Wednesday, March 21, 2018

An alcoholic story of Hugh Everett's fantasies

Adam Becker, a guy who wrote "What is Real? The Unfinished Quest for the Meaning of Quantum Physics" which was released yesterday, posted a blog post about Hugh Everett at Scientific American today:
The Difficult Birth of the "Many Worlds" Interpretation of Quantum Mechanics
I think that the people who worship this irrational set of ideas must have some pre-existing perverse personality, especially because the person they worship isn't the kind of a person that a decent person would normally admire.

In Fall 1955, Danish physicist Aage Petersen came to Princeton and debated two local grad students, Charles Misner and Hugh Everett.



At that moment, Hugh Everett was energized by ethanol. This compound could have caused Hugh Everett to see many worlds instead of one. (Everyone sees the Czech towers above twice because there's some mirror or glass on the wall.) Aage Petersen said some wrong things to provoke the other guys. In particular, he said that quantum mechanics didn't apply to macroscopic objects. Drunk Everett got upset and he decided to debunk this heresy in the most straightforward way. And because he saw multiple worlds at that moment, he chose many worlds to be the method to debunk Petersen's claim.




Now, Petersen's claim, as it stands, is utterly idiotic. Quantum mechanics obviously does apply to everything we can observe in our Universe, including macroscopic objects. If one divides the world to "things described by Hilbert spaces" and "things that aren't", one must be more subtle. This "Heisenberg cut" separating the worlds isn't a cut that forces macroscopic objects to be on the classical side.

Instead, it's a cut that forces microscopic objects to be on the quantum side; and a cut that allows large objects to be treated as a part of the observer or his measurement apparatus, and therefore treated classically. However, quantum mechanics always allows you to study how any system, including a macroscopic one, works inside. You may always include any object on the "observed side".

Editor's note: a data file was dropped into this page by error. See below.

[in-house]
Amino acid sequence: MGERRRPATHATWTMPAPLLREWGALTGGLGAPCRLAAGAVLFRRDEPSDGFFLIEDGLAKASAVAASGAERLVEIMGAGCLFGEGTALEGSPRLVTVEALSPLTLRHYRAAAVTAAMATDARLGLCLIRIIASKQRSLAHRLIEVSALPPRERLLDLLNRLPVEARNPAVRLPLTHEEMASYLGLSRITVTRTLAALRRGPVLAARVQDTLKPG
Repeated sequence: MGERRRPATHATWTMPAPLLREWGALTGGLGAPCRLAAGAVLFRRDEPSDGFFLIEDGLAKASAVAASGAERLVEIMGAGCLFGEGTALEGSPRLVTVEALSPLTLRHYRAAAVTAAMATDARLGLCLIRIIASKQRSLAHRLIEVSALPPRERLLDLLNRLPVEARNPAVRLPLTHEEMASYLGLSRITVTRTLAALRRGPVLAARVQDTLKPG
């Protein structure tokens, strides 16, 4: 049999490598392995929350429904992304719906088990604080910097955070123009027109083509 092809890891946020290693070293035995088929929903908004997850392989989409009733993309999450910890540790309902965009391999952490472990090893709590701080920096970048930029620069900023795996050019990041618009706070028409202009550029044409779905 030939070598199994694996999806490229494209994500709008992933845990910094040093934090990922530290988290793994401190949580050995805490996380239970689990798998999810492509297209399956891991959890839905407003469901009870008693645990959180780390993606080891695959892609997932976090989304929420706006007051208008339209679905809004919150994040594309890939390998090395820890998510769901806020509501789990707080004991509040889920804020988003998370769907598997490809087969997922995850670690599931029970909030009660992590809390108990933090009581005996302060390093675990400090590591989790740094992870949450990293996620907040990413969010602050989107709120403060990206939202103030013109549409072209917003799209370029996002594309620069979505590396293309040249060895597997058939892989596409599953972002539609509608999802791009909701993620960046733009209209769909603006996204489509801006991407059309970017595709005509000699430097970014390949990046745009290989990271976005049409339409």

And this statement was no novelty in 1955. The whole condensed matter physics – as we understand the phrase today – is the application of quantum mechanics to macroscopic objects. Just look at this concise history of condensed matter physics.

The table discusses lots of events before 1925 – the Stone Age, Bronze Age, Iron Age, Democritus' atom, classification of crystal symmetries, laws for thermal and electric conductivity, Hall effect, electron in a classical metal, and a few others. However, the true modern condensed matter physics begins in 1925, when quantum mechanics is born, after 1926-1928 when the spin and the Fermi-Dirac statistics is understood (both Fermi-Dirac statistics and Bose-Einstein statistics are good tools that allow you to study macroscopic gases by quantum mechanics), and especially in 1928-1933 when people solve the electron in a solid using quantum mechanics. They discover the band structure and explain some forms of magnetism.

In 1947, true physicists discovered the transistor effect using quantum mechanics. All these insights were obtained by applying quantum mechanics to macroscopic objects, pieces of matter – systems of a macroscopic ensemble of electrons and nuclei. So the claim that quantum mechanics "breaks down" in any way when the systems are large is just bogus. The only correct statement is that for many questions about large systems, quantum mechanics is not needed in practice because classical physics is a good enough and simpler approximation.